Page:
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Sun Country Highway Cross-Canada Tour

Discussion in 'Canada' started by Doug_G, Nov 18, 2012.

  1. Olivier007

    Olivier007 Member

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    Hi KBF,

    The schedule is not done yet for manitoba. When dong this type of launch it is hard to redict more than a week in advance who knows what can happen

    What i can tell you is next week is ontario (toronto) so manitoba is not fsr away.

    I'll put a post for every province when. Get the schedule so you are aware of where we are the next week.

    I'll also try to post some pics tomorrow of me and a beautiful Model S. We are lucky to have an owner doing a part of the tour with us. Should go all the way to Quebec city with us.

    Don't forget to follow us on twitter (@suncountryhwy) and
    Facebook http://www.facebook.com/suncountryhighway

    Thanks

    Olivier Delisle
    Business development
    Sun Country Highway


    Envoyé de mon iPad à l'aide de Tapatalk HD
     
  2. Doug_G

    Doug_G Lead Moderator

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    Actually he means current, not voltage. All the chargers are 220V. The nominal circuit capacity for the big chargers is 90A which allows for up to 72A continuous. (These are Clipper Creek conventions.)

    As has been mentioned the charge rate in km/hour will be affected by the actual voltage present. At my house I reliably get 240V on my Roadster HPC, but the Sun Country charger at our office comes in a little under 200V due to our office's nominal 208V power (we have 3-phase power). That's about a big a difference as you'll ever see!
     
  3. Olivier007

    Olivier007 Member

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    Thanks Doug for this correction ;)

    Olivier Delisle
    Business development
    Sun Country Highway


    Envoyé de mon iPad à l'aide de Tapatalk HD
     
  4. mknox

    mknox Well-Known Member

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    Since we're picking nits, nominal voltages in Canada at the Service Entrance (per CSA CAN-C235-83 Table 3.0) are 120/240 volts for split phase systems and 120/208 volts for 3-phase systems. Normal operating Min/Max permissable levels are 110/216 to 125/250 volts for split phase systems and 112/190 to 125/216 volts for 3-phase systems. The Sun Country chargers appear to be rated 208 to 240 volts which is in line with these CSA standards.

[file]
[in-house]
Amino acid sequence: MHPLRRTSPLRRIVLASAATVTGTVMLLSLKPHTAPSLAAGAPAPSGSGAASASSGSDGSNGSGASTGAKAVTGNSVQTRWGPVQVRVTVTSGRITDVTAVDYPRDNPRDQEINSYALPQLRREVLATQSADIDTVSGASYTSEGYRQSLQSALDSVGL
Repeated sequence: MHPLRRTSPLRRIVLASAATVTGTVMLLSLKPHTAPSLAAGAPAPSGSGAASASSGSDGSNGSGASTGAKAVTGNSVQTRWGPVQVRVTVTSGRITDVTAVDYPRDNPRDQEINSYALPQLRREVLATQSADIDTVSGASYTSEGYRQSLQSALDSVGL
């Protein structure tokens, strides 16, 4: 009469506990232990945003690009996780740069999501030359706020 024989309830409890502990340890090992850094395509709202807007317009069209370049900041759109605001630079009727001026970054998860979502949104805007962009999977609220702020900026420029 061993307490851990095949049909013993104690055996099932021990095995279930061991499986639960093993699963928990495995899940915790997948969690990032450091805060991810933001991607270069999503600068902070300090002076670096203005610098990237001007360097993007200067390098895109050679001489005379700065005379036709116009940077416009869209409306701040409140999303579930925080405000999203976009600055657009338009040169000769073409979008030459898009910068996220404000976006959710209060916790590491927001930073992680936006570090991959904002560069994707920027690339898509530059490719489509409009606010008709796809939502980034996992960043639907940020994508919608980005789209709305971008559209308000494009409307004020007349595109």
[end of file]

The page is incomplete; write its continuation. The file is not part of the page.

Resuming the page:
The reason I mention this is because some equipment can be damaged by voltages outside of these bands, and since the Tesla charger is on board, it might not be good for the inverter to see voltages above 250 or below 110 (at least on North American models).

    If voltages are observed at the building's service entrance outside of these normal operating condition bands, it is up to the electric utility to take corrective action.
     
  5. Doug_G

    Doug_G Lead Moderator

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    Tesla's technology protects itself. If the voltage is not within range it will not charge. In fact if the voltage drops too much when it ramps up the current it aborts and chastises you for using an extension cord.
     
  6. mknox

    mknox Well-Known Member

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    Good to know, and well thought out by Tesla. Since they've designed the car to "plug in anywhere" it makes sense that it protect itself. (It would make the electric utility life much easier if more products did this :crying:)
     
  7. znino

    znino Member

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    I am planning on taking my Roadster to meet up with them in Boucherville tomorrow. Love the idea of being able to roam across Canada on electricity. This should shut the mouths of many of these people who constantly ask me what would I do if i wanted to go from Montreal to Toronto!
     
  8. Doug_G

    Doug_G Lead Moderator

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    They'll be in Ottawa on Thursday and Friday. Planning to meet up with them, assuming I can get my tire fixed.

    (I had been driving a little bit with my pretty worn A048's on the rear. No way I'm gonna do that now that there's snow and ice here and there!)
     
  9. mknox

    mknox Well-Known Member